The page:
The view presented to us by the modern worldview is that God is either nonexistent or unnecessary. We are told that everything in the physical world can ultimately be explained by the natural sciences. According to this atheistic view, everything we experience can be explained ultimately by physics and chemistry. Such a view is called naturalism or physicalism.
Philosophers have wrestled for centuries with several concepts that give naturalism trouble, including:
- Consciousness from unconscious matter
- Beauty and quality of life
- The basis for morality
These things have been the subject of much discussion since ancient times. It is difficult for the naturalist to explain how one set of visual sense data can be more beautiful than another while still holding that they are all caused by natural forces. Often the conversation turns to survival of the individual or group. Survival seems to be a favorite motivator for naturalists when there is no other obvious explanation. Survival motivations present still more problems, as we have discussed previously (see here)
But for the sake of argument, let us assume that all that exists are natural physical forces such as gravity, electromagnetism, friction, and the like. We will even throw in survival, since it is so important to our naturalist friends’ worldview. If true, then natural forces would seem to explain all effects that we encounter, including the drive for survival and human consciousness.
Atheist guru Richard Dawkins has said “DNA neither cares nor knows. DNA just is. And we dance to its music.” So according to naturalists like Dawkins, our thought processes just are, and we are dancing to their music. Atheists like Sam Harris go to great lengths to explain how humans do not have free will, since all our thoughts are determined by previous causes, which were in turn caused by physical laws of nature. Harris short book Free Will has a picture of the words free will being controlled by puppet strings, with the clear message that we do not control our own thoughts, but rather all our thoughts are controlled by natural forces.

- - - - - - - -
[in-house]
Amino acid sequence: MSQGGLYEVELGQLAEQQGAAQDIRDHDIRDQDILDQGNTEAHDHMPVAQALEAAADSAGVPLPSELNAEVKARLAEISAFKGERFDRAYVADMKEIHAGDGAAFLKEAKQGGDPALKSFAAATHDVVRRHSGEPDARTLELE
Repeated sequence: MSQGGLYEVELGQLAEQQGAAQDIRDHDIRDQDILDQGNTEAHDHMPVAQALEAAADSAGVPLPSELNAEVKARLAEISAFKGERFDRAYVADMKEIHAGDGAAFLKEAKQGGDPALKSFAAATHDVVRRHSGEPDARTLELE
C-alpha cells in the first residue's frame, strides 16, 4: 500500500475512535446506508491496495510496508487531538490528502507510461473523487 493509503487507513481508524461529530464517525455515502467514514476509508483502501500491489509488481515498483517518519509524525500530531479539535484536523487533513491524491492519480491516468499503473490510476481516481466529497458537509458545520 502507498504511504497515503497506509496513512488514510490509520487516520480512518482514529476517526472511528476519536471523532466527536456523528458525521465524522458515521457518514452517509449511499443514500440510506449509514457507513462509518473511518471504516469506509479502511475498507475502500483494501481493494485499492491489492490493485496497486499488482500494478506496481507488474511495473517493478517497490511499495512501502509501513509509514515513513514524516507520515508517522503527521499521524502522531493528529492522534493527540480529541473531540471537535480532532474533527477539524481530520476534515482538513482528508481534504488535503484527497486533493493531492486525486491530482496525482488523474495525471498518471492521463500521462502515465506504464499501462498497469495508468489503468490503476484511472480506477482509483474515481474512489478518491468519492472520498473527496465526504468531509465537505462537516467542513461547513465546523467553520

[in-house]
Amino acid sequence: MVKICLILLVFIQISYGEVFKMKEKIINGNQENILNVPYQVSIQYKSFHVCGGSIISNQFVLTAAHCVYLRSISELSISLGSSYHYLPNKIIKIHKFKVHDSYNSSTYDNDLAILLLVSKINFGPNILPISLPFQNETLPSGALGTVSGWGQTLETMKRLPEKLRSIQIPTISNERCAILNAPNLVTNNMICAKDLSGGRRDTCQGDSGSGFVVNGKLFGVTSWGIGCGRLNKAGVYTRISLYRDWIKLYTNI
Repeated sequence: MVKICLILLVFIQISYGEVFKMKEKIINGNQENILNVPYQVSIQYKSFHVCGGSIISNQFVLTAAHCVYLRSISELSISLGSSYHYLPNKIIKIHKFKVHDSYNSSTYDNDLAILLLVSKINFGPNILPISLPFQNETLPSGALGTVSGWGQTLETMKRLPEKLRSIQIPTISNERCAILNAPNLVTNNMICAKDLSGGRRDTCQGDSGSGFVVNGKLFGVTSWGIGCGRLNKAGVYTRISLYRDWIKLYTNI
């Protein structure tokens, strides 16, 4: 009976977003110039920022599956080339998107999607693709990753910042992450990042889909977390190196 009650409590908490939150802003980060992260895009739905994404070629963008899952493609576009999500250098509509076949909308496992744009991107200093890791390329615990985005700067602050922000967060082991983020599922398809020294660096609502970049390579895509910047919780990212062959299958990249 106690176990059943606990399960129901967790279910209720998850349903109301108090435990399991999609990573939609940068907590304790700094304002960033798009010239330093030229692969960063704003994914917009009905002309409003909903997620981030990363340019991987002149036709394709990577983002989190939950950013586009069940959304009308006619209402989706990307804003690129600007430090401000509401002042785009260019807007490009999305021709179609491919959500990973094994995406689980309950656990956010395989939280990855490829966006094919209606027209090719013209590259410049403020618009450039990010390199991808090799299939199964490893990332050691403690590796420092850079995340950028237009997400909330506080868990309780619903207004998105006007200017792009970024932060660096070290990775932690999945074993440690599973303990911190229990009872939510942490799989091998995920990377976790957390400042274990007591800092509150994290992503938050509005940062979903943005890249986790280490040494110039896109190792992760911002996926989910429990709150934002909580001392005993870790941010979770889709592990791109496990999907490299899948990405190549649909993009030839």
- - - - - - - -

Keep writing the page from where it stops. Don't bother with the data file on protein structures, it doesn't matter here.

As several philosophers have pointed out, the naturalistic explanation of human thought and action does not require our thoughts to be accurate, but only follow natural forces and promote survival. If all rabbits run from all lions because they think the lions are playing a fun game of tag, or because some bit of DNA causes them to suddenly have the urge to urinate underground, the effect is the same, but the reasoning is wrong. If God does not exist, human reasoning is ultimately from natural forces, and does not have to correspond to reality. It merely has to promote survival and follow natural forces. To the naturalist, we use our minds to come to the conclusion that minds do not exist.
Therefore if it is true that God is not necessary to explain human minds, then the conclusions of our minds are not because of a correspondence to the real world. The DNA to which we dance just happened to be the DNA that corresponded to survival, not necessarily the DNA that reports the world as it actually is.
Lest we think this a silly philosophical thought experiment, consider how many times a person is deceived, how many times we draw wrong conclusions about how reality works. We see the data, yet make conclusions that align with the data, and quite often false conclusions are held for someone’s entire life. Stage magicians have learned the art of fooling us because they know what we will perceive and what we will think happened, yet they are doing the trick right in front of us. Such situations are why some people wrongly hold to a coherence view of truth and claim that as long as a series of truth claims are coherent in reference to each other, it does not matter whether the truth corresponds to reality.
When the naturalists denies God, they deny the objective reference point that allows us to ground our thinking in the real world.
In reality, we think and view the world the way we do because God has created us separate from the world and given us a rational soul with the capacity to make judgments about the world.